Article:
When Engels died in London on 5 August 1895, at the age of 74, his last wish was that following his cremation his ashes be scattered off Beachy Head, near Eastbourne. Marx and Engels had visited many Victorian seaside resorts, such as Margate, Ramsgate and the Isle of Wight, but Eastbourne was Engels’s favourite place and where he holidayed for extended periods during the summers in later life. Engels wrote to Sorge on 18 March 1893 for example that he had spent two weeks in Eastbourne and ‘had splendid weather’, coming back ‘very refreshed’.
As part of the wider commemorations planned for Engels@200, Engels in Eastbourne welcomes proposals for papers on any aspect of Engels’s life, work and intellectual and political legacy. Themes may then include but are not restricted to the following:
– Engels’s relationship to Marx and Marxism
– Engels’s anti-colonialism and internationalism
– Engels’s understanding of the origins of women’s oppression
– Engels’s analysis of natural science and the natural world
– Engels’s understanding of religion
– Engels’s analysis of capitalism and working class and peasant struggles
– Engels’s concept of ‘social murder’
– Engels’s role in revolutionary movements and relationship to other revolutionaries
– Representations and commemorations of Engels

Our keynote speakers:
Tariq Ali is a writer and filmmaker. He has written more than two dozen books on world history and politics, and seven novels (translated into over a dozen languages) as well as scripts for the stage and screen. He is an editor of New Left Review.

Helena Sheehan is Emeritus Professor at Dublin City University, and has academic interests in philosophy, the history of Marxism and media studies. She is the author of works including Marxism and the Philosophy of Science: A Critical History and Navigating the Zeitgeist: A Story of the Cold War, the New Left, Irish Republicanism, and International Communism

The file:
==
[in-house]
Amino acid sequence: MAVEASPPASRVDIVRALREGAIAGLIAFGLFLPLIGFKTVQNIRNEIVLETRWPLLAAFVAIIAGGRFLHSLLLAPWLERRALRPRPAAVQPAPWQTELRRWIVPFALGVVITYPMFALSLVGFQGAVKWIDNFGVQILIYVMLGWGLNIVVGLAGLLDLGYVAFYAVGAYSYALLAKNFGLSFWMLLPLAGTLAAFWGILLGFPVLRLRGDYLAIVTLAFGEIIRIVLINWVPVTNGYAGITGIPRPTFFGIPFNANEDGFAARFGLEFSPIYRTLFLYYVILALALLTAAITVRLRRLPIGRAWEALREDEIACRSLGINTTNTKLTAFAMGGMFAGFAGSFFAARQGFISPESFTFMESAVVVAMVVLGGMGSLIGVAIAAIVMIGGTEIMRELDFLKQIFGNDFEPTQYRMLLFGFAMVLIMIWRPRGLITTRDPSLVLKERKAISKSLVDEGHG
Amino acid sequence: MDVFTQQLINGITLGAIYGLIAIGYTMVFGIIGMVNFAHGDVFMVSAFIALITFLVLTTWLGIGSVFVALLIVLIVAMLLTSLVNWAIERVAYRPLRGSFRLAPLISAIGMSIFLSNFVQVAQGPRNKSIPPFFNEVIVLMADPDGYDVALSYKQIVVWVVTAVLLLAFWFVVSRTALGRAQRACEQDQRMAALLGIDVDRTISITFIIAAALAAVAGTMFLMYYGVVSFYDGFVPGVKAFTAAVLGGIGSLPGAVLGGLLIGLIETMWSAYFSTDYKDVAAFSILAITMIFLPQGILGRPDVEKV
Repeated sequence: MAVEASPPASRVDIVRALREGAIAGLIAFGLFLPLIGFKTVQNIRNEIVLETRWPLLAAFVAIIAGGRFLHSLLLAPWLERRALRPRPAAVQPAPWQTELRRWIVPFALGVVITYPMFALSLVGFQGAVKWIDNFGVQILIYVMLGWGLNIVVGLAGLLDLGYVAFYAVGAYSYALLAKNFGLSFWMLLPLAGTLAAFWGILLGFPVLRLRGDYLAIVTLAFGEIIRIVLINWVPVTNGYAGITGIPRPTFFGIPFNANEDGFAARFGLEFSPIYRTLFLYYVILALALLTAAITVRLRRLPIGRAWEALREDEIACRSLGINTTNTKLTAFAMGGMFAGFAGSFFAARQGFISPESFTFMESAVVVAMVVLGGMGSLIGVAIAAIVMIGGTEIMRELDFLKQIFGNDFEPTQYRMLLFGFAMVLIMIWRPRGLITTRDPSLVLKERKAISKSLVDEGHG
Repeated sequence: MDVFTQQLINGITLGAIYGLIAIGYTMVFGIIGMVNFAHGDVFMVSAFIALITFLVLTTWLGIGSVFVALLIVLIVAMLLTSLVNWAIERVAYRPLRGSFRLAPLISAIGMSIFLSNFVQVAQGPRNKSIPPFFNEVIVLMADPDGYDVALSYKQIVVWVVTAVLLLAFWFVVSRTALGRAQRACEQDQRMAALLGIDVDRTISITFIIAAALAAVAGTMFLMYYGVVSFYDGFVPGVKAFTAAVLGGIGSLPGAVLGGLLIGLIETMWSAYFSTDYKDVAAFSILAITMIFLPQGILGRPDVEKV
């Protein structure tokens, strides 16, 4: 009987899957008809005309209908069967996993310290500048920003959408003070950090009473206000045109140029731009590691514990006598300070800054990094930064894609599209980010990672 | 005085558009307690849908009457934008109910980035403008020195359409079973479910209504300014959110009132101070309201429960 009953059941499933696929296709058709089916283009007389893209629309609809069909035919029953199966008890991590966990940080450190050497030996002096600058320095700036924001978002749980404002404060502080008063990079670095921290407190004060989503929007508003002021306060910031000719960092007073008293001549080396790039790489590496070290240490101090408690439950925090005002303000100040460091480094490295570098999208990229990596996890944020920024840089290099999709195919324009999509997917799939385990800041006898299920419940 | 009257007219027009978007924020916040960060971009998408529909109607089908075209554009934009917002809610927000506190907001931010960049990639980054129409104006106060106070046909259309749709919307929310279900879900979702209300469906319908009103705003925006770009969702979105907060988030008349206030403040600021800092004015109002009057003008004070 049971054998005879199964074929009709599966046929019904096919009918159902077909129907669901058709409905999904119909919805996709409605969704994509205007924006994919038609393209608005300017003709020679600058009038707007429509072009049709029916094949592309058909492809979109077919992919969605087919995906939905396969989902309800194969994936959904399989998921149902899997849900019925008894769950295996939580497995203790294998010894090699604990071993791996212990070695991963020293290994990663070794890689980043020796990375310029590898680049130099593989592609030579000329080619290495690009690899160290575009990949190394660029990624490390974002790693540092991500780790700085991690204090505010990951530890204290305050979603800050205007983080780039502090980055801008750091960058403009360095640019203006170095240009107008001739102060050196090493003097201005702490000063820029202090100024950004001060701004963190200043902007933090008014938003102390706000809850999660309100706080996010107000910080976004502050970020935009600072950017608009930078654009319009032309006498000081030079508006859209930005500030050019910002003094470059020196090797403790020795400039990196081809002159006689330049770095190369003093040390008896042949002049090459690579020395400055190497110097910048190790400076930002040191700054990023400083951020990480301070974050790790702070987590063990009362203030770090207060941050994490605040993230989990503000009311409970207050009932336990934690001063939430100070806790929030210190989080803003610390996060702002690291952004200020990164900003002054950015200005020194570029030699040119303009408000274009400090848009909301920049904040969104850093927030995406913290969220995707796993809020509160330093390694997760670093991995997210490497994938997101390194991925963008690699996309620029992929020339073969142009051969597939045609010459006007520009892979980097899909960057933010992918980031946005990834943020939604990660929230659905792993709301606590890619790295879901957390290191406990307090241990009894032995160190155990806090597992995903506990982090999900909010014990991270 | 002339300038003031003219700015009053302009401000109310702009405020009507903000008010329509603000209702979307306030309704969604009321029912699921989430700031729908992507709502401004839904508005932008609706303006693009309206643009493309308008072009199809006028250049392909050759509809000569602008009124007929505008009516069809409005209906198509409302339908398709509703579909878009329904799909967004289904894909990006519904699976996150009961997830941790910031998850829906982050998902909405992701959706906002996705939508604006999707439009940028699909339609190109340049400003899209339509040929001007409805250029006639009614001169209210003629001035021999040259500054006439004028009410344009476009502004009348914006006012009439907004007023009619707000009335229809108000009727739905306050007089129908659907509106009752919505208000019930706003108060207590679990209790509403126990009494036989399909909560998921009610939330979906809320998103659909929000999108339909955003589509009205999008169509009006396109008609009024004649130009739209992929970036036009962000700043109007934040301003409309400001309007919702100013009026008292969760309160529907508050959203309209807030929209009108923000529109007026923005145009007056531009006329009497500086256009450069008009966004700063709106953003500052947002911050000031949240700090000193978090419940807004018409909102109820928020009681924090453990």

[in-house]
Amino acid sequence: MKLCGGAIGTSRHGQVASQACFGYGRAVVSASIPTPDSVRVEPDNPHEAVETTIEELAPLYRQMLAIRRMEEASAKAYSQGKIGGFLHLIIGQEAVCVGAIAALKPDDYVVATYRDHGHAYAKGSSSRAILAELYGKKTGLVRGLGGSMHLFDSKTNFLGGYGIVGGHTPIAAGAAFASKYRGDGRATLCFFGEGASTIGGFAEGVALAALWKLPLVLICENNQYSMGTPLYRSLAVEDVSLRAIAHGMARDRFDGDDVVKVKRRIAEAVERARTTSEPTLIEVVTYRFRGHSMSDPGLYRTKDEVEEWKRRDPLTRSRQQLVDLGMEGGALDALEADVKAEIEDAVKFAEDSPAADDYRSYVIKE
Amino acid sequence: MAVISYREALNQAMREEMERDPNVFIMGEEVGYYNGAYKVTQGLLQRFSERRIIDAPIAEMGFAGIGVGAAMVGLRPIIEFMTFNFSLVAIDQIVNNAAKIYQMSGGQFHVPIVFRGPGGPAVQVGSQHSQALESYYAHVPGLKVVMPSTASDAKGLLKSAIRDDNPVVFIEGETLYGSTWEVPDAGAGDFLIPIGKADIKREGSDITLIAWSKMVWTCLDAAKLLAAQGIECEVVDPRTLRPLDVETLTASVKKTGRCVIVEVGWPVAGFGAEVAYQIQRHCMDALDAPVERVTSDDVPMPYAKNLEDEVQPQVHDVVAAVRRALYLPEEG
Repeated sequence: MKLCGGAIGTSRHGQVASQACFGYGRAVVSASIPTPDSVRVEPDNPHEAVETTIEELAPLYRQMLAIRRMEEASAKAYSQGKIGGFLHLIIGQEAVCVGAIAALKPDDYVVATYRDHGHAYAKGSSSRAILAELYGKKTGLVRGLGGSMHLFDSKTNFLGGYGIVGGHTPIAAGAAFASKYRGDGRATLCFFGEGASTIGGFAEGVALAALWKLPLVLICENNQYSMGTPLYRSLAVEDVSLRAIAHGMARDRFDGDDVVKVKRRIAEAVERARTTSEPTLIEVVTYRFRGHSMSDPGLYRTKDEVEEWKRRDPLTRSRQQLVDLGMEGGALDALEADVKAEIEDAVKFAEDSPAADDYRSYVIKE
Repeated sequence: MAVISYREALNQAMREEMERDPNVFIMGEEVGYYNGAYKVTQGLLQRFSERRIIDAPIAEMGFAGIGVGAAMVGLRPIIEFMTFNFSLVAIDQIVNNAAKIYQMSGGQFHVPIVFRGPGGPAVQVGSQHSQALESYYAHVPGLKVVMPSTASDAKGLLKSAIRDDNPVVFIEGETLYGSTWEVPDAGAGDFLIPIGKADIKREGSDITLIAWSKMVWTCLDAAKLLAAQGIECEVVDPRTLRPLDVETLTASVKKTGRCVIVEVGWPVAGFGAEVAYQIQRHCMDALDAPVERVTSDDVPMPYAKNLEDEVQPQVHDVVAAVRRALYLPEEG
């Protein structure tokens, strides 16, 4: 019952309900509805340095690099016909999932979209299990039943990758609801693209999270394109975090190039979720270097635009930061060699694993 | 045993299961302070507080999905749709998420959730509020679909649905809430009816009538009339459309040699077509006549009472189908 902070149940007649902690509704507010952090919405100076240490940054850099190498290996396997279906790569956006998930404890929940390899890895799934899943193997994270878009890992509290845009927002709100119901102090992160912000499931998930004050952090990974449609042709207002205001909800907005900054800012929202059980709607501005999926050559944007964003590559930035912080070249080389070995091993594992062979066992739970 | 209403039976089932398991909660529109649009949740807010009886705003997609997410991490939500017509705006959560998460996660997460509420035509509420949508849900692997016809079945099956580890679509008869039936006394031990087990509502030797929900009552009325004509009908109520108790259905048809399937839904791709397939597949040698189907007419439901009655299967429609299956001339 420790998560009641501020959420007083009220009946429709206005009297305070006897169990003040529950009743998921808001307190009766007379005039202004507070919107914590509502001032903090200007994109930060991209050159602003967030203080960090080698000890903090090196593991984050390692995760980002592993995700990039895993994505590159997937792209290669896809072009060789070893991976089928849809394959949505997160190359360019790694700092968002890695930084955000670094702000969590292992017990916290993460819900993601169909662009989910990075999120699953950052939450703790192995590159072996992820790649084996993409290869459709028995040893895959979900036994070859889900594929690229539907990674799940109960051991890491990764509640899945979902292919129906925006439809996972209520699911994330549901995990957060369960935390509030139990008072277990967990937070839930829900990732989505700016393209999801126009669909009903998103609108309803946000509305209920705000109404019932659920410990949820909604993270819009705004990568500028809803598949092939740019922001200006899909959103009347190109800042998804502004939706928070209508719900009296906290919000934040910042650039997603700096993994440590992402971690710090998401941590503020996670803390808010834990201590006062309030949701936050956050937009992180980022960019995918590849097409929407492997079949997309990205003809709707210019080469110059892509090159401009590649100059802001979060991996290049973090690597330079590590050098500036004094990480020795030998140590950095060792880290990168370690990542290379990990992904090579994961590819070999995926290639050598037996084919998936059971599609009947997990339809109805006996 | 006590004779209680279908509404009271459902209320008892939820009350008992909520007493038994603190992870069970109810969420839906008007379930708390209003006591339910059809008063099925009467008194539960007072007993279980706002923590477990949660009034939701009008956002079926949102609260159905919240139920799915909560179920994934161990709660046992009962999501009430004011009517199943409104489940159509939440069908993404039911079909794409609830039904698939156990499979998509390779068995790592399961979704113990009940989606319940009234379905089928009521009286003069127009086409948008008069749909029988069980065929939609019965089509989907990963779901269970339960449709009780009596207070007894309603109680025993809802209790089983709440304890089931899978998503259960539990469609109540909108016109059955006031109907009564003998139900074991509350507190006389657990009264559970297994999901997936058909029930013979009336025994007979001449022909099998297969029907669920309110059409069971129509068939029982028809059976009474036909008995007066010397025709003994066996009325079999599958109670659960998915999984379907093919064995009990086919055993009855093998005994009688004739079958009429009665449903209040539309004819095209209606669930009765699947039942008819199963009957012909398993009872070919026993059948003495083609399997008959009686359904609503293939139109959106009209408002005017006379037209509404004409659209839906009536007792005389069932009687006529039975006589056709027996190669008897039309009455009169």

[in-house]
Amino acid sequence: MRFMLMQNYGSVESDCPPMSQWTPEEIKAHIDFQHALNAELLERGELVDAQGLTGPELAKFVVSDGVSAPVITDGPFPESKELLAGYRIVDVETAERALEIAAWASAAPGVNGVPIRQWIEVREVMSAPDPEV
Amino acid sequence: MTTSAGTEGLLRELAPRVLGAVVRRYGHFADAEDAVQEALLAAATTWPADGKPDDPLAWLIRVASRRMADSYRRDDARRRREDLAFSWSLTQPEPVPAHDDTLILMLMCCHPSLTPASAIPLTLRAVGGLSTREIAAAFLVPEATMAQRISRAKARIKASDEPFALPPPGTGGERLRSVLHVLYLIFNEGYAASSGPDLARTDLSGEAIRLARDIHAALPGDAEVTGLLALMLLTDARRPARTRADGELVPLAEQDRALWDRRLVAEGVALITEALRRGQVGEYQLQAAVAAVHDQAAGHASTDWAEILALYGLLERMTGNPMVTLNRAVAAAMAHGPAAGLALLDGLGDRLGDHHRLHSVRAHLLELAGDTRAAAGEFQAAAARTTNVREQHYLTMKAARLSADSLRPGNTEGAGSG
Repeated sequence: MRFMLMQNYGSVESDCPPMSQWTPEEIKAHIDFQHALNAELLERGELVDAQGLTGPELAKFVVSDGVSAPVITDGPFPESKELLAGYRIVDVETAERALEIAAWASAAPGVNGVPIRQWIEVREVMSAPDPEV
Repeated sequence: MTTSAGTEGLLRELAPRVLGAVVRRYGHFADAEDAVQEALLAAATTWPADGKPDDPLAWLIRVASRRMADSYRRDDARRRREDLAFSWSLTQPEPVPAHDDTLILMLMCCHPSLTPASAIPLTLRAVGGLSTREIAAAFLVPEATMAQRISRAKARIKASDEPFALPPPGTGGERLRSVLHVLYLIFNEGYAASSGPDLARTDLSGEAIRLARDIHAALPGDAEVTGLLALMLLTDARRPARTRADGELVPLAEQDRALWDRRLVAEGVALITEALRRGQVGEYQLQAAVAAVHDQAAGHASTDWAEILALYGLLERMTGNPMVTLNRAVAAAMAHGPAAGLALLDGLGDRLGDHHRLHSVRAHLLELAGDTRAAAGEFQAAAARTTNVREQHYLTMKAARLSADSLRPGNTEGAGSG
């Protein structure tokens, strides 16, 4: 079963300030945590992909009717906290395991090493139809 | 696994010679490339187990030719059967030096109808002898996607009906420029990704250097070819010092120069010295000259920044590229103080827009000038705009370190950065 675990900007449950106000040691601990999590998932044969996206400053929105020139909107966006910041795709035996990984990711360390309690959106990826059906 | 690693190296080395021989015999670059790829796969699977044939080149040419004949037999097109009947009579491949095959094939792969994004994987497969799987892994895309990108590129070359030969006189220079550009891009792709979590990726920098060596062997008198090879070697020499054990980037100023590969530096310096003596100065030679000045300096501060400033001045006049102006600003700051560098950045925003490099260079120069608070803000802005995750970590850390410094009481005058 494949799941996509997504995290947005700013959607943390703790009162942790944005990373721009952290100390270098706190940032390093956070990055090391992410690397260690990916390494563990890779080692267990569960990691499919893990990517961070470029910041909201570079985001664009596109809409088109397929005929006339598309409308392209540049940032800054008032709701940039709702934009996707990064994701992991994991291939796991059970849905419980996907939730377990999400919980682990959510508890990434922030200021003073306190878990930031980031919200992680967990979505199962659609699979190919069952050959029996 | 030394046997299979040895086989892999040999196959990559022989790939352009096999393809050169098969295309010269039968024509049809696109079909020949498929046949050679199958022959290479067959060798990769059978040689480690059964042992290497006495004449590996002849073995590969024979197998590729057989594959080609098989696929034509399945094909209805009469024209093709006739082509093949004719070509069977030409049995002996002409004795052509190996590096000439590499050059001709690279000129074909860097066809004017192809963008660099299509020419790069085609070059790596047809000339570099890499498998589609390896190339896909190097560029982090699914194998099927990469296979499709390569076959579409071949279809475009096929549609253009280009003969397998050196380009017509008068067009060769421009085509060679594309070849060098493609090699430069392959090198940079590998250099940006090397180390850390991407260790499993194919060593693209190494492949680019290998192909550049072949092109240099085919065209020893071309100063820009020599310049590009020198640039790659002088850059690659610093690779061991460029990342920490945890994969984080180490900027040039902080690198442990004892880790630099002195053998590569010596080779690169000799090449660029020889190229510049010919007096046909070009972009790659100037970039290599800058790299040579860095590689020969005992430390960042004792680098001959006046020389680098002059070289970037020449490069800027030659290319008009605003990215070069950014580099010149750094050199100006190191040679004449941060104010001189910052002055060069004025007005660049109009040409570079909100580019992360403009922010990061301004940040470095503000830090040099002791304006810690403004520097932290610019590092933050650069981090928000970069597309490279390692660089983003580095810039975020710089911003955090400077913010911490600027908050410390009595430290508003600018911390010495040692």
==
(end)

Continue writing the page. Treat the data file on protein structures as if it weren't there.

Terrell Carver is Professor of Political Theory at the University of Bristol. He has degrees from Columbia University and the University of Oxford, and has held visiting appointments in the USA, Australia, Japan and China. He has published widely on Marx, Engels and Marxism, including Friedrich Engels: His Life and Thought (being re-issued for a 30th anniversary edition) and his current project is a short book Engels Before Marx coming out in late 2020 as a ‘Palgrave Pivot’.

For more info please contact or Christian Høgsbjerg
Image credit: Marxists Internet Archive

Conference supported by the Centre for Applied Philosophy, Politics and Ethics and the Centre for Memory, Narrative and Histories at the University of Brighton

Engels in Eastbourne – international conference

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Insurgent Empire

Image result for insurgent empire priya gopal
For those of you near Cambridge on Thursday 6 June 2019, this book launch might be of interest:

Join Dr Priyamvada Gopal at Heffers bookshop as she talks about her new book, Insurgent Empire: Anticolonialism and the Making of British Dissent, in conversation with Dr Christian Hogsbjerg. It is a book that reframes the narrative, focussing on how resistance in the colonies changed British ideas of freedom.

Much has been written on how colonial subjects took up British and European ideas and turned them against empire when making claims to freedom and self-determination. The possibility of reverse influence has been largely overlooked. Insurgent Empire shows how Britain’s enslaved and colonial subjects were not merely victims of empire and subsequent beneficiaries of its crises of conscience but also agents whose resistance both contributed to their own liberation and shaped British ideas about freedom and who could be free. This book examines dissent over the question of empire in Britain and shows how it was influenced by rebellions and resistance in the colonies from the West Indies and East Africa to Egypt and India. It also shows how a pivotal role in fomenting dissent was played by anticolonial campaigners based in London, at the heart of the empire.